Updated: Mar 13
Please click here for a list of posts relating to cases in which Honenu provided legal counsel to victims of antisemitic attacks in Jerusalem.
Monday, February 20, 2023, 13:46 The Jerusalem Magistrates Court approved a compromise agreement in a civil suit against an Arab who threw rocks at and injured a Jewish resident of the Beit Orot neighborhood of Jerusalem approximately two years ago. The plaintiff was awarded 10,000 NIS in compensation. Honenu Attorney Ophir Steiner filed the suit on behalf of the victim. The assailant confessed to racially-motivated rioting and common assault and was convicted in a plea bargain. The court handed down a seven-month prison sentence and an additional suspended sentence. After the accused was convicted, the victim sued the assailant for personal compensation.
In the statement of claim, Steiner described the attack: "On 5.7.2021, several fireworks were shot at Beit Orot [by Arabs], causing a brushfire [on adjacent wasteground]. Several recognizably Jewish residents, among them the claimant, went out to extinguish the fire. After it was extinguished, the residents remained near the entrance to the compound. At approximately 23:50, a disturbance began on Shmuel Ben Adaya Street, during which dozens of rioters threw dozens of rocks at Beit Orot and its residents from a distance of approximately 10-20 meters. The defendant took part in the rioting… [His] actions were racially motivated."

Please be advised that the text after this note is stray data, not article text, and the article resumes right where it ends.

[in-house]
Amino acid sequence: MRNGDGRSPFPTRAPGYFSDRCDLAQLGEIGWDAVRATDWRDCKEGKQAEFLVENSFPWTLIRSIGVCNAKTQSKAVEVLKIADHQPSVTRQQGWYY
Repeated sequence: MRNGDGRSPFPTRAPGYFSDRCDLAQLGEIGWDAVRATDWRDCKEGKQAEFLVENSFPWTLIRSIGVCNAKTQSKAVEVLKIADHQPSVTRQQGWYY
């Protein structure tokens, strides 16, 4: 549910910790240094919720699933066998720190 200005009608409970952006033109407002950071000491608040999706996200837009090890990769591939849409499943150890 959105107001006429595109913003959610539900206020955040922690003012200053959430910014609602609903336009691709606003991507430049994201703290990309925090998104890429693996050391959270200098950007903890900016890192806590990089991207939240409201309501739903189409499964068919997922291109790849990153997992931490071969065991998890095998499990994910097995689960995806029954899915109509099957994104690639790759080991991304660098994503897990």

Steiner detailed what the claimant had endured: "The claimant experienced pain and suffering during the violent incident when dozens of rocks were hurled at him, causing him to fear for his life. During the long terror-filled moments the claimant's leg was injured, further increasing his fear. The claimant was uncertain of the physical condition in which he would survive the incident, if at all."
Steiner welcomed the ruling and said, "Directly suing the perpetrators of terror attacks or acts of hostility is extremely important. In addition to serving a prison sentence, they are forced to pay compensation out of their own pockets. Thus, monetary compensation follows criminal penalization and strengthens deterrence."